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Telegraph Contributor Says Coding Is For Exceptionally Dull Weirdos

Unknown Lamer posted about 10 months ago | from the more-like-exceptionally-exciting-weirdos dept.

Education 453

mikejuk writes "The UK Government is trying to figure out how to teach children to code by changing what is taught in schools. The Telegraph, a leading UK newspaper, has put the other side of the case: Coding is for 'exceptionally dull weirdo(s).' The recent blog post by Willard Foxton is an amazing insight into the world of the non-programming mind. He goes on to say: 'Coding is a niche, mechanical skill, a bit like plumbing or car repair.' So coding is a mechanical skill — I guess he must be thinking of copy typing. 'As a subject, it only appeals to a limited set of people — the aforementioned dull weirdos. There's a reason most startup co-founders are "the charming ideas guy" paired with "the tech genius". It's because if you leave the tech genius on his own he'll start muttering to himself.' Why is it I feel a bout of muttering coming on? 'If a school subject is to be taught to everyone, it needs to have a vital application in everyday life — and that's just not true of coding.' Of course it all depends on what you mean by 'vital application.' The article is reactionary and designed to get people annoyed and posting comments — just over 600 at the moment — but what is worrying is that the viewpoint will ring true with anyone dumb enough not to be able to see the bigger picture. The same attitude extends to all STEM subjects. The next step in the argument is — why teach physics, chemistry, biology, and math (as distinct from arithmetic) to anyone but exceptionally dumb weirdos."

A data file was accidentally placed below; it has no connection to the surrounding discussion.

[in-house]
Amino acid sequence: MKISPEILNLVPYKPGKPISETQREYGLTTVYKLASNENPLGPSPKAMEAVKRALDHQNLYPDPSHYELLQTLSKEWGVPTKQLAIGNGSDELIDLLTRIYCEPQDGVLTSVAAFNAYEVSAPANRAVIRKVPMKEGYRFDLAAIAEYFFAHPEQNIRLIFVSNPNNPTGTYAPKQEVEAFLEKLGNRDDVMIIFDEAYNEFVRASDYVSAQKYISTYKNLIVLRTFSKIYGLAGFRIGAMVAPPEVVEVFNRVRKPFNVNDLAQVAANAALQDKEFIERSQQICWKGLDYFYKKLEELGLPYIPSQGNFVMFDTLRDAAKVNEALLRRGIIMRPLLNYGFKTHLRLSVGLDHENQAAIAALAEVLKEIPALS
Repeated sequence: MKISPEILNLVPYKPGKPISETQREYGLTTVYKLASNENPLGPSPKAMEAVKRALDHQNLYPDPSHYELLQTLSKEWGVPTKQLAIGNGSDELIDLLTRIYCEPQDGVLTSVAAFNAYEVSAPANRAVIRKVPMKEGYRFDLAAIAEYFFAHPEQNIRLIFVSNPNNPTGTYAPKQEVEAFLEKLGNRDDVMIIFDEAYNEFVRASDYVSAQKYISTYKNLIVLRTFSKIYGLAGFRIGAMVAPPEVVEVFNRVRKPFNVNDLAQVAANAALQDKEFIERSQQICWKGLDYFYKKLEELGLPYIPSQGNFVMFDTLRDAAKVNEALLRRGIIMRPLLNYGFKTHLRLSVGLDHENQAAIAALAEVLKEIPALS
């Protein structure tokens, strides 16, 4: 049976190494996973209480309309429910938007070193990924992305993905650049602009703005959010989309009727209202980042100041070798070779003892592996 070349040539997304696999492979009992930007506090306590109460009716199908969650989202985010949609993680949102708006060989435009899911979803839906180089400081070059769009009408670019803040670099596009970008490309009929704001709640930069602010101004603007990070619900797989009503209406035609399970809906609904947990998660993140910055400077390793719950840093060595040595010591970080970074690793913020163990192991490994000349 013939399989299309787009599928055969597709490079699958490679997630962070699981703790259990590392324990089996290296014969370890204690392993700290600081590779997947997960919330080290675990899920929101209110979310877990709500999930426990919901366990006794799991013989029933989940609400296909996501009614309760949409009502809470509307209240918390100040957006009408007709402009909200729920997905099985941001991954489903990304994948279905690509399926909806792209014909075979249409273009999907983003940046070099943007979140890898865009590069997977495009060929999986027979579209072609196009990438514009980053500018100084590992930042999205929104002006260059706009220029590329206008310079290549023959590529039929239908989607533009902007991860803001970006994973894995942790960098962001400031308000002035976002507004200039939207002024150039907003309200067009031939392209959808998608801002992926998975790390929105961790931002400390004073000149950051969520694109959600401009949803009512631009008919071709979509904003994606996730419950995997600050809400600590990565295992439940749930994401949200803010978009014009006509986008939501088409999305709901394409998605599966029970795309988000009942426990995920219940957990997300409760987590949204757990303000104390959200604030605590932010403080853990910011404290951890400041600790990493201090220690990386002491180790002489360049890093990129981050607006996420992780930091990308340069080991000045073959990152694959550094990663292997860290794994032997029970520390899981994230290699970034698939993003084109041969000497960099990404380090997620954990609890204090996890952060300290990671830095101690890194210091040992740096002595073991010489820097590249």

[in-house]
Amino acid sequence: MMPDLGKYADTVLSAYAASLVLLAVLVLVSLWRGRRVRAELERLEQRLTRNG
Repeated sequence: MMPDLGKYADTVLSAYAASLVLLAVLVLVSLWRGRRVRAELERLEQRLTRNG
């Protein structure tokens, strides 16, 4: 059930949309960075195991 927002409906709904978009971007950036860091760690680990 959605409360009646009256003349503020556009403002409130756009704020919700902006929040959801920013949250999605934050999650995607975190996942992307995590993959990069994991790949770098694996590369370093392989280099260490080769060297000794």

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brace yourself (2, Informative)

Sigvatr (1207234) | about 10 months ago | (#45265091)

brace yourself for 1000+ angry comments

Re:brace yourself (4, Insightful)

Austrian Anarchy (3010653) | about 10 months ago | (#45265123)

brace yourself for 1000+ angry comments

No doubt.

Thing is, everybody does not need to be taught coding, but they really should be at least shown how to use a computer. In the same manner that everybody does not need a mandatory engine building class, though driver's education would be nice along with the basics on how to maintain an automobile. Even that is not mandatory in these parts.

Programmers are better cyborgs (0)

Anonymous Coward | about 10 months ago | (#45265215)

He wears glasses, and clothes. In effect he's wearing machines that form part of his body. He probably has cavity fillings in his teeth to help him eat. He's a cyborg, maybe a not very powerful one, part machine part person. We all are these days, Dick Cheney and his borg heart for example.

Programming just takes that one step forward. I don't watch my stocks, a program I wrote does. I don't do a bunch of chores on a website, a script I wrote does that for me. I don't backup my stuff, I have a script that takes weekly and quarterly backups.

Why would I apply my brain to a repetitive task, when I can can assign a computer to the task?

It's just the next step in this. He just resents being left behind.

Re:brace yourself (2, Insightful)

houstonbofh (602064) | about 10 months ago | (#45265307)

But a thousand useless comments...
You can not stop the ignorant from promoting ignorance.

Re:brace yourself (5, Insightful)

Ksevio (865461) | about 10 months ago | (#45265417)

This would be the perfect example where articles could by moderated as "Troll"